We don’t read and write poetry because it’s cute. We read and write poetry because we are members of the human race. And the human race is filled with passion. And medicine, law, business, engineering, these are noble pursuits and necessary to sustain life. But poetry, beauty, romance, love, these are what we stay alive for,” says John Keating, a character in the film Dead Poets Society. We create verses every day and use words artistically to communicate. But does that make us poets? Not really! Though poetry has a rich tradition in India, the niche literary circles celebrate and give space to mainstream English poetry.
Undoubtedly, some of the best poems were written in regional languages like Tamil, Bengali, Malayalam, etc. To encourage Tamil poetry among youngsters, a few groups in the city organise regular meet-ups where they invite people to narrate the poems written by them.
Kavippom, started by poetry lovers in the city, is one of the prominent Tamil poetry groups in namma ooru. Sibu, the core member, says, “Most people in the country, irrespective of their mother tongue, prefer to read English novels and poems. We didn’t want to see the slow death of Tamil poetry and started a group to encourage youngsters to write poems in Tamil and give them a space to recite what they have written. We organise poetry meet-ups every month in a popular spot in the city. We announce the details of the programme on our Facebook page a couple of weeks before, so that interested participants can get in touch with us. Through our group activities, we are trying to redefine what poetry means to us and create an awareness of poetry.”
The group also invites celebrated authors, filmmakers and literary pundits to the get-togethers to encourage the young performers. “This would boost their confidence. Many people love to write poems but are hesitant to share it with others. We are trying to get rid of their fear through our meet-ups. People who are coming over can read, perform or even sing their original work,” adds Sibu.
Poet Madhu Raghavendra started Poetry Couture to provide a platform for poets and help them grow. “There is a huge fan following for writers like Sujatha, Kalki, Balakumaran, Perumal Murugan, Salma and Sharanya Manivannan. Poets are architects of language and they have given the world brahmastras like Tirukkurals and Rubaiyats. Words are mridangams that our lives dance on and language is like our heart that pumps blood. In times like these, poetry is powerful when it is local and the language hails from a village,” he says.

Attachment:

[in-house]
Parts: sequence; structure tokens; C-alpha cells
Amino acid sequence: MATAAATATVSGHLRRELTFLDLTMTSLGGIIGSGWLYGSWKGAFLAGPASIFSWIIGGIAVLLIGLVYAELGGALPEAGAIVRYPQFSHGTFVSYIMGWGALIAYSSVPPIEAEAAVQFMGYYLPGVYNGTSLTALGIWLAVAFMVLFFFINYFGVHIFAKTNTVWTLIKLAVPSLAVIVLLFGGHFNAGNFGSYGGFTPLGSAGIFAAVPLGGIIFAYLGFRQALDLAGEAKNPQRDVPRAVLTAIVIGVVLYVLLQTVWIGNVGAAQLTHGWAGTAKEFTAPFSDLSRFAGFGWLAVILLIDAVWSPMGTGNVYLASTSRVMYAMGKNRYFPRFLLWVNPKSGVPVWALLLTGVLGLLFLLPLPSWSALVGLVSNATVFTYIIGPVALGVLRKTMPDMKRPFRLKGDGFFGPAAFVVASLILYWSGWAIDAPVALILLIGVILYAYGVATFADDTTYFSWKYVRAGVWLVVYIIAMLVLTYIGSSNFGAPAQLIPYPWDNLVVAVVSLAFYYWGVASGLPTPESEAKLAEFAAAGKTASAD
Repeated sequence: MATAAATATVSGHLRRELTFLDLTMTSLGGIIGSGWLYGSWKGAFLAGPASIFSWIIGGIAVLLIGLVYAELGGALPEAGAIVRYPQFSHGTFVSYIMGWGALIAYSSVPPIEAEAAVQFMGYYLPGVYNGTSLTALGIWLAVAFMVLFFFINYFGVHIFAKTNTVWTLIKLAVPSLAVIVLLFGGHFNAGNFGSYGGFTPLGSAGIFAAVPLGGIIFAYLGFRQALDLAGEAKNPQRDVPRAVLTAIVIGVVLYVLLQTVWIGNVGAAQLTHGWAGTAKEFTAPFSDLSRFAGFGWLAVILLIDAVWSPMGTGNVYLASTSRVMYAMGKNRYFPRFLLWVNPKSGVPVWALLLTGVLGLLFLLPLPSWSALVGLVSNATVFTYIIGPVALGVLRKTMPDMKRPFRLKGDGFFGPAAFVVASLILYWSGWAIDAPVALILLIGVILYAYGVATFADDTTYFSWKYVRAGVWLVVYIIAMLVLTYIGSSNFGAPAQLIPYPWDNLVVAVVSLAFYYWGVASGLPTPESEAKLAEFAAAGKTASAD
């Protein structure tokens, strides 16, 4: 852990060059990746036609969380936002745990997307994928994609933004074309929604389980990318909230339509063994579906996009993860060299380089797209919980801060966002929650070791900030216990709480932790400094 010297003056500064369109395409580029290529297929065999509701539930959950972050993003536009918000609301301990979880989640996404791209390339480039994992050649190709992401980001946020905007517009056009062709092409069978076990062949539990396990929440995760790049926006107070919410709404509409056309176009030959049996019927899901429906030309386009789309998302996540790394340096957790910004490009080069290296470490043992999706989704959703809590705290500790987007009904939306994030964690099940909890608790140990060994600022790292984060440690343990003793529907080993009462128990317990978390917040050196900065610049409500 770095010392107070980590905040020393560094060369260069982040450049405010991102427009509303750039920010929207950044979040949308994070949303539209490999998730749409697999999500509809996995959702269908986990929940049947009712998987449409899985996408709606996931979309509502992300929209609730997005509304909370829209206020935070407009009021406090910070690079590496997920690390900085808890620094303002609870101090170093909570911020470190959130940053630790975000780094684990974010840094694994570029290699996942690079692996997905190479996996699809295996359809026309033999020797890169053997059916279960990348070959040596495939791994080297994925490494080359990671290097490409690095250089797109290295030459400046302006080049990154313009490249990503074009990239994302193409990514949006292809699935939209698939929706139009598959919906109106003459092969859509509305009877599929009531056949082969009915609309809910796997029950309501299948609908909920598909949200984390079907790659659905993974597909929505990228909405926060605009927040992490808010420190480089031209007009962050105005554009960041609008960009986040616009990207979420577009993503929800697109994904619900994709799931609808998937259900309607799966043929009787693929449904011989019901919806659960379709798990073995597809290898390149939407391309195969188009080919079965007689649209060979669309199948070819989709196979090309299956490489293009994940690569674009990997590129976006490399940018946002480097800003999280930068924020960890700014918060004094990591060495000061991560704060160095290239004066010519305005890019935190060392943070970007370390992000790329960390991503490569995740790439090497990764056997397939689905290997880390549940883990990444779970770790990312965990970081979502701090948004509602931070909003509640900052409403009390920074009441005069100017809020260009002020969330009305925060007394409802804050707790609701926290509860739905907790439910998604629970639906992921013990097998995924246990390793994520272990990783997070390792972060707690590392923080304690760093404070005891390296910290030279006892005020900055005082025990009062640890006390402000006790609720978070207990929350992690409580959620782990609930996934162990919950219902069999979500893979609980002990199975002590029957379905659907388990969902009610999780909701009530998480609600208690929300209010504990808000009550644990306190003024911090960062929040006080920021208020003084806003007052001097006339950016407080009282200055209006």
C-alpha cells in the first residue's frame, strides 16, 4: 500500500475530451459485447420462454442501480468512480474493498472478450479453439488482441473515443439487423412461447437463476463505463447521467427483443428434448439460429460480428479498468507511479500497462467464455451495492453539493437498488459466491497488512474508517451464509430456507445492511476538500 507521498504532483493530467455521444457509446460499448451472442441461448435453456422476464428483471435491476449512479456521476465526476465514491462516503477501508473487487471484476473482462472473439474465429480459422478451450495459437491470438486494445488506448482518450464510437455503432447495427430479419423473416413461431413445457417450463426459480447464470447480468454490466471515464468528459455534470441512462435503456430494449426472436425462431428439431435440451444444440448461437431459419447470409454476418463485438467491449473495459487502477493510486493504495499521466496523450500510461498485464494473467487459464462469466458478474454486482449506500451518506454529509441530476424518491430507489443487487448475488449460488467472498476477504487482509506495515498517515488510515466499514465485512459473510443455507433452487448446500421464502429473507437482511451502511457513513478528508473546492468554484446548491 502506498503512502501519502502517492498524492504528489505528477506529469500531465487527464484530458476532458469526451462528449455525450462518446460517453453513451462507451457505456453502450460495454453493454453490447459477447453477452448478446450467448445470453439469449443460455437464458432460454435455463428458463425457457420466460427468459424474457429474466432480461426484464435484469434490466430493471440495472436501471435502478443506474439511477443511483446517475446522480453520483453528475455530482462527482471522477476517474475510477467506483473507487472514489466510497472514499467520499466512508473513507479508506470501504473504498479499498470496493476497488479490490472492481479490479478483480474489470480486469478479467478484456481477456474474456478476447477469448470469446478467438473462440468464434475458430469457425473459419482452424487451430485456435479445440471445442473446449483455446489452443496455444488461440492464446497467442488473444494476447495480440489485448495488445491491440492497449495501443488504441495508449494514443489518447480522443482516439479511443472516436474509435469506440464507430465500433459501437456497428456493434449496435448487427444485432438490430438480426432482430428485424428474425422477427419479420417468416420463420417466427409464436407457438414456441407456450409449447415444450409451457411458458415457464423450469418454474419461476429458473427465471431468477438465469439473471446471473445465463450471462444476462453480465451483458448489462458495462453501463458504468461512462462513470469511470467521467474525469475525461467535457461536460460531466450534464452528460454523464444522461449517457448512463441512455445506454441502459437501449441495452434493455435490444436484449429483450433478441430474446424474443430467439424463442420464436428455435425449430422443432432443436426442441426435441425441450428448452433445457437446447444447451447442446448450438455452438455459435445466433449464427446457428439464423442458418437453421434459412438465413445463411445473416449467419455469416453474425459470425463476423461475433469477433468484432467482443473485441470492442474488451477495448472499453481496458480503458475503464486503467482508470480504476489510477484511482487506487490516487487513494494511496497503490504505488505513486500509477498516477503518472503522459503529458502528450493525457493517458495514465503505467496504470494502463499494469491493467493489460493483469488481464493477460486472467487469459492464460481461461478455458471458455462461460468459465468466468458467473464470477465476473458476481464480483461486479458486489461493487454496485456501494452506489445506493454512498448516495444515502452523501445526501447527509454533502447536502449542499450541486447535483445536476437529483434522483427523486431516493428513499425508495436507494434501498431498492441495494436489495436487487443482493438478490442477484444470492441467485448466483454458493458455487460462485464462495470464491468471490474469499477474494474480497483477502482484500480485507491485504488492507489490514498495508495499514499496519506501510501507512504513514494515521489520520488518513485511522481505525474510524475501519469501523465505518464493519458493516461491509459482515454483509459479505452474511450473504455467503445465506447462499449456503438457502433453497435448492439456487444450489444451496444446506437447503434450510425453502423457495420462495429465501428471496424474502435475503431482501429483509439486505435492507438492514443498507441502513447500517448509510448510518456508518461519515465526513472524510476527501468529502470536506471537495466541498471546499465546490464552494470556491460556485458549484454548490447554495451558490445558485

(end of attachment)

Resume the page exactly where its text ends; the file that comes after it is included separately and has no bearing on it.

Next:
Even though it’s an exclusive space for Tamil poetry, Madhu says that people belonging to different states register to perform. “A mix of people comes to the open mics and we never discourage anyone. Even though they don’t understand the meaning of the poems, they love the way it is performed — it’s true that poetry connects people. Every section of society understands English. But somewhere we are losing the charm of Tamil and we need to preserve the language from dying. The government should come up with some interesting initiatives to promote the language among children.”
Ishvar Krishnan, who writes and performs Tamil poems, feels that the love for any language should be inculcated from childhood onwards. He is also a member of Mocking Birds, a project to inspire and spread the art of spoken word in India. “We shouldn’t force anyone to learn and write Tamil. Instead, we should allow the children to select their language. One of the reasons for less number of poets in Tamil is that the bar for writing a poem is already set high by stalwarts in the field. So many doubt what they write is up to the standard or not,” Ishvar tells us.
The youngster suggests that there are no hard and fast rules in penning a poem. “It should come in a flow. Stints at poetry sessions inspire many budding poets. I go as a judge to various colleges for slam poetry competitions and have met brilliant poets, who have got phenomenal stuff. They are very enthusiastic about Tamil poetry,” he remarks.